The business name comes from the street Parker and Perry grew up on: Turkey Shore Road.
After doing a little research, Perry discovered that his childhood home was the site of a Colonial-era rum producer. Ships would come in on the Ipswich River and unload molasses and other ingredients on a wharf, the stone remnants of which are still in the backyard of Perry’s parents’ house.
In Colonial times, the street was called Prospect Street and the shoreline was called Turkey Shore, he said.
With that in mind, Parker and Perry try to stick with Colonial methods, such as using molasses and oak barrels. Their two open-top fermenters are named John Heard and William Story Jr., the two original owners of the rum operation that ran from 1770 to 1836 at Turkey Shore.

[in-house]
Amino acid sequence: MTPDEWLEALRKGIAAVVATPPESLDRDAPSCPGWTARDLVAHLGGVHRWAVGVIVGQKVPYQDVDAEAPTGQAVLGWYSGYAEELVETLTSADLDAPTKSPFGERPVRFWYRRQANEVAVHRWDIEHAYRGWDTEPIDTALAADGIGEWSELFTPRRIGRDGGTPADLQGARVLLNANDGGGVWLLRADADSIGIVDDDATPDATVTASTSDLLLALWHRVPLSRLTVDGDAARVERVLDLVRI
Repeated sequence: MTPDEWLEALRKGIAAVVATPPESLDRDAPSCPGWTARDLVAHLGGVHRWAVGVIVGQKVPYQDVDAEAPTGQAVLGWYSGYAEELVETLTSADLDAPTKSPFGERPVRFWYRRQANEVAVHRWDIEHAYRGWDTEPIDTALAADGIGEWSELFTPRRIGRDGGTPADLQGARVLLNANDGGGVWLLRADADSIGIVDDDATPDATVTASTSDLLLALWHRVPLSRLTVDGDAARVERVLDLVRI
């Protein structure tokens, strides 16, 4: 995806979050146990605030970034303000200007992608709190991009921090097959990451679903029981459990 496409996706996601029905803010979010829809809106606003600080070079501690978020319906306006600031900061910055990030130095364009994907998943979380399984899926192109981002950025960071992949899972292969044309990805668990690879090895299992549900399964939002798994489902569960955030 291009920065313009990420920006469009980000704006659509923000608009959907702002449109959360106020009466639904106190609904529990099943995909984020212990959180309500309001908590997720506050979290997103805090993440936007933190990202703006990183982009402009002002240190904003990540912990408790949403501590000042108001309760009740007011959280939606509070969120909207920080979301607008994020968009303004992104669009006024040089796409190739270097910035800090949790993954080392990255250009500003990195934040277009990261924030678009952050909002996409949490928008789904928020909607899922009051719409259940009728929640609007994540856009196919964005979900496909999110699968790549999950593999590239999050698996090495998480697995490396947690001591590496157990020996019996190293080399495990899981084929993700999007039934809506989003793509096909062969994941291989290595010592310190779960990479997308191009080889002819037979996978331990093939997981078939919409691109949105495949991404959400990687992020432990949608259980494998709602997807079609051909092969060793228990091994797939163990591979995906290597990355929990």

“We’re trying to replicate what an old New England rum distillery would have worked like,” Perry said. “... (Owning this business) allows me to be the history geek that I wanted to be.”
The first two years have had their ups and downs, from learning the flux of the sales market to industry regulation and licensure. Yet, Perry says he doesn’t regret his job change.
“We get to meet interesting people, and at the end of the day, you make booze,” he said, breaking into a smile.
Bethany Bray can be reached at email@example.com and on Twitter @SalemNewsBB.